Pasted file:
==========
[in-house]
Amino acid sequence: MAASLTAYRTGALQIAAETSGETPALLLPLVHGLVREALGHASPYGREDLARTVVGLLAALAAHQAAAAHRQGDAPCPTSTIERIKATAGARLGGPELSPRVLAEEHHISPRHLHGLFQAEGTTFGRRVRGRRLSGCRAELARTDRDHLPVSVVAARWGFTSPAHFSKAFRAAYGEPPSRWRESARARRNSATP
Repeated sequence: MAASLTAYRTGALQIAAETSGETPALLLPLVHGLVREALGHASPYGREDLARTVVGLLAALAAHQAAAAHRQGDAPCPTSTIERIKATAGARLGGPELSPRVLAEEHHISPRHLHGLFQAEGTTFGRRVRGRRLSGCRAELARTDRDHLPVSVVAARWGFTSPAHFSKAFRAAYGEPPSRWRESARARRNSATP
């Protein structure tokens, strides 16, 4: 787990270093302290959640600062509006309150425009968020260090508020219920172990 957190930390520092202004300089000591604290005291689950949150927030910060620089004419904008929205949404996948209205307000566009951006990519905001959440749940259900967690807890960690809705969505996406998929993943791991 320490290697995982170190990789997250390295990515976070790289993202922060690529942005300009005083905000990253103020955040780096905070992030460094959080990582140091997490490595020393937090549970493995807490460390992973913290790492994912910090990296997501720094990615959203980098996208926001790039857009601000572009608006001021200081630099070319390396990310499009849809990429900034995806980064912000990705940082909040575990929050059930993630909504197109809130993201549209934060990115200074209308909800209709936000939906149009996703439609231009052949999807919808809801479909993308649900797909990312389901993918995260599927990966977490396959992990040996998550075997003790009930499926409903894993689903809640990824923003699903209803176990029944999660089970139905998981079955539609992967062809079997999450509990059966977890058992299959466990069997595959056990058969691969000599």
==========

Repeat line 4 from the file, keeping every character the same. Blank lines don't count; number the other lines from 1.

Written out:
């Protein structure tokens, strides 16, 4: 787990270093302290959640600062509006309150425009968020260090508020219920172990 957190930390520092202004300089000591604290005291689950949150927030910060620089004419904008929205949404996948209205307000566009951006990519905001959440749940259900967690807890960690809705969505996406998929993943791991 320490290697995982170190990789997250390295990515976070790289993202922060690529942005300009005083905000990253103020955040780096905070992030460094959080990582140091997490490595020393937090549970493995807490460390992973913290790492994912910090990296997501720094990615959203980098996208926001790039857009601000572009608006001021200081630099070319390396990310499009849809990429900034995806980064912000990705940082909040575990929050059930993630909504197109809130993201549209934060990115200074209308909800209709936000939906149009996703439609231009052949999807919808809801479909993308649900797909990312389901993918995260599927990966977490396959992990040996998550075997003790009930499926409903894993689903809640990824923003699903209803176990029944999660089970139905998981079955539609992967062809079997999450509990059966977890058992299959466990069997595959056990058969691969000599």